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Advent of severe mitral regurgitation in surgical ventricular restoration and ventricular septal rupture repair



Per-procedural severe mitral regurgitation is a rare complication in concomitant surgical ventricular restoration and postinfarction ventricular septal rupture repair. It is challenging to discover the underlying etiology and adopt an appropriate strategy, in particular, in a high-risk patient.

Case presentation

Semi-emergent surgical ventricular restoration combined with ventricular septal rupture closure and coronary artery bypassing was performed in a 67-year-old male patient. Severe mitral regurgitation was detected after the weaning of cardiopulmonary bypass. Two key questions arose in the management of this condition: did the regurgitation exist previously and was dissimulated by significant left-to-right shunt, or it occurred secondarily to the Dor procedure? Which was the better management strategy, chordal-sparing mitral valve replacement or mitral plasty? We believed that severe mitral regurgitation was under-estimated pre-operatively and we performed an downsizing annuloplasty to treat mitral regurgitation. The outcomes were promising and the patient did well in follow-up.


Our case brought out an open discussion on the etiology and therapeutic strategies of this complicated condition.

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Functional mitral regurgitation (MR) might co-exist with but be dissimulated by post-infarction ventricular septal rupture (VSR), especially in case of a significant left-to-right shunt; the severity of MR could not be precisely evaluated in pre-operative work-up until surgical repair of the VSR. It remains controversial whether downsizing annuloplasty or mitral valve replacement is the better strategy in the management of ischemic MR.

Case presentation

A 67-year-old male patient consulted the emergency department for intermittent back pain and aggravation of exertional dyspnea since 4 months. Physical examination revealed an arterial pressure of 106/82 mmHg, heart rates of 94 beats per minute, and a bilateral lower limb edema. He weighted 79 kg and his height was 181 cm. A rumbling 3/6 heart murmur was heard at the 4th left intercostal space. The biological exams showed a five-fold elevation of high sensitive Troponin-I and a 700-fold elevation of NT-pro brain natriuretic peptide, a moderate renal insufficiency with creatinine clearance rates of 55ml/min.m², and signs of tissue hypoperfusion with lactate level of 2.1mmol/L. The electrocardiogram showed a sinus rhythm and an ST-elevation in the leads V2-V3. The transthoracic echocardiography showed a dilated left ventricle (left ventricular end diastolic diameter of 68 mm) and severely depressed ejection fraction of 29% with a large antero-apical aneurysm which was confirmed by Computerized Tomography Angiography (Fig. 1C and D); a ventricular septal defect measured 8 mm was also visualized (Fig. 1B). Cardiac index was calculated to be 1.4 L/min/m². Mitral regurgitation was mild (grade I, Fig. 1A), and right ventricular dysfunction was severe with tricuspid annular plane systolic excursion (TAPSE) of 7 mm. Systolic pulmonary artery pressure was estimated to be 63mmHg. Cardiac magnetic resonance imaging (MRI) confirmed the ventricular septal defect with an estimated ratio pulmonary/systemic flow of 3.6. The extent of transmural infarction in the left ventricle was assessed to be 55%. Coronary angiography uncovered a sub-acute occlusion from the middle of the left anterior descending artery, a chronic occlusion of the ostium of the 3rd obtuse marginal artery as well as a significant stenosis of the right coronary artery. The EuroSCORE II was 30.8%.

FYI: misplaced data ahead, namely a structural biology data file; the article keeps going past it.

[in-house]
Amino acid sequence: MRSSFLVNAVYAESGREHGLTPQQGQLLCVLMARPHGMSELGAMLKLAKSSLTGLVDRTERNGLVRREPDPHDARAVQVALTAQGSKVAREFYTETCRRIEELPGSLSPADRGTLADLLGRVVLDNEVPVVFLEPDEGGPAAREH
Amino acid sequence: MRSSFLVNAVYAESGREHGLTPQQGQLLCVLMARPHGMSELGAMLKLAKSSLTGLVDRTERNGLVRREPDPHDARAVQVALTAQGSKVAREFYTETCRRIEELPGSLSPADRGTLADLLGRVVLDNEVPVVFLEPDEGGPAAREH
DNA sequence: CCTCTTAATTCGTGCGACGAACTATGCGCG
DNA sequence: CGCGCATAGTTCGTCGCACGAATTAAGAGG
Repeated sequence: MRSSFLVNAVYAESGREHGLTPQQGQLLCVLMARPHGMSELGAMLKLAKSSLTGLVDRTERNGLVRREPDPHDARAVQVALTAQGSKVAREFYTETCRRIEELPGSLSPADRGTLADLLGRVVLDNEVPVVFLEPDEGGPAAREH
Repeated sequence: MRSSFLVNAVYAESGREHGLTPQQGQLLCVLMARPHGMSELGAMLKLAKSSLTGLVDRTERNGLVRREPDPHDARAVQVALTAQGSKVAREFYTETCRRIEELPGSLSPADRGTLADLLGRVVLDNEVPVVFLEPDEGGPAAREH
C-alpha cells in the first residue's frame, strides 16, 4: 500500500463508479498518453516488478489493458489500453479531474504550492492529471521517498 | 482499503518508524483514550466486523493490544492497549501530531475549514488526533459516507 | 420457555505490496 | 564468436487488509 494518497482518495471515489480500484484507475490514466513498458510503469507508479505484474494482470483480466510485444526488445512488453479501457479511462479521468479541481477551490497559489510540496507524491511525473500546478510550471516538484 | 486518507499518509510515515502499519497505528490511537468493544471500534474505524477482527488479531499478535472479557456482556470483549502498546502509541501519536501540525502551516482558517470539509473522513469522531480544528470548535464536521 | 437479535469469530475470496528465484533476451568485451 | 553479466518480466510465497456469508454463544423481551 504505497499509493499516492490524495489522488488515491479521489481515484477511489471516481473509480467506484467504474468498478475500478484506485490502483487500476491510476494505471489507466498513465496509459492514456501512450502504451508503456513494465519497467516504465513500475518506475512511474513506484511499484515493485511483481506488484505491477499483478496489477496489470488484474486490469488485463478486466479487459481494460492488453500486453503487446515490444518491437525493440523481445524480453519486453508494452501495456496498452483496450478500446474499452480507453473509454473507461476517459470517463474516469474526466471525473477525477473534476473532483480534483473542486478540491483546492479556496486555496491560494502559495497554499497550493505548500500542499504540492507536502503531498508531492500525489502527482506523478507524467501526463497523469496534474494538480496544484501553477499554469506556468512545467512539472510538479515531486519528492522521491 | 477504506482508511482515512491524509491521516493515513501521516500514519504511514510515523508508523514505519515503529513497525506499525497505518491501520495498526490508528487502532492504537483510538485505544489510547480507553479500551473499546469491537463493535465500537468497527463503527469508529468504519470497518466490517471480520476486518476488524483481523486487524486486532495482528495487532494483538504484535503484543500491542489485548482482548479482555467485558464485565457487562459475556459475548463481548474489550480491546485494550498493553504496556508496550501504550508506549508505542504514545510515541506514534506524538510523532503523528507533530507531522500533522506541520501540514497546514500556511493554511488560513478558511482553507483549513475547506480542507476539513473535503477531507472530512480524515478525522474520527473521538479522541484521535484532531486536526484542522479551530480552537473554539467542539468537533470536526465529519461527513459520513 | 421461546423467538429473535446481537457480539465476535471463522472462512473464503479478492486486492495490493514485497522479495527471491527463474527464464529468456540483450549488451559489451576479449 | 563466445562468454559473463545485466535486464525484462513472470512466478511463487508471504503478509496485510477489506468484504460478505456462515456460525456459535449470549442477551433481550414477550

Fig. 1
figure 1

Preoperative transthoracic echocardiography visualized a mild mitral regurgitation (A) and a ventricular septal rupture (B); preoperative computerized Tomography Angiography (CTA) showed a large left ventricular aneurysm (*, C, D); intraoperative transesophageal echocardiography uncovered a severe mitral regurgitation at the first attempt of weaning of cardiopulmonary bypass (E); CTA in 6 months showed a successful repair of ventricular septal rupture with bovine pericardial patch (arrow with dotted line, F), an exclusion of left ventricular aneurysm with Teflon felt (arrow with solid line, G, H) and an almost normal LV morphology (H)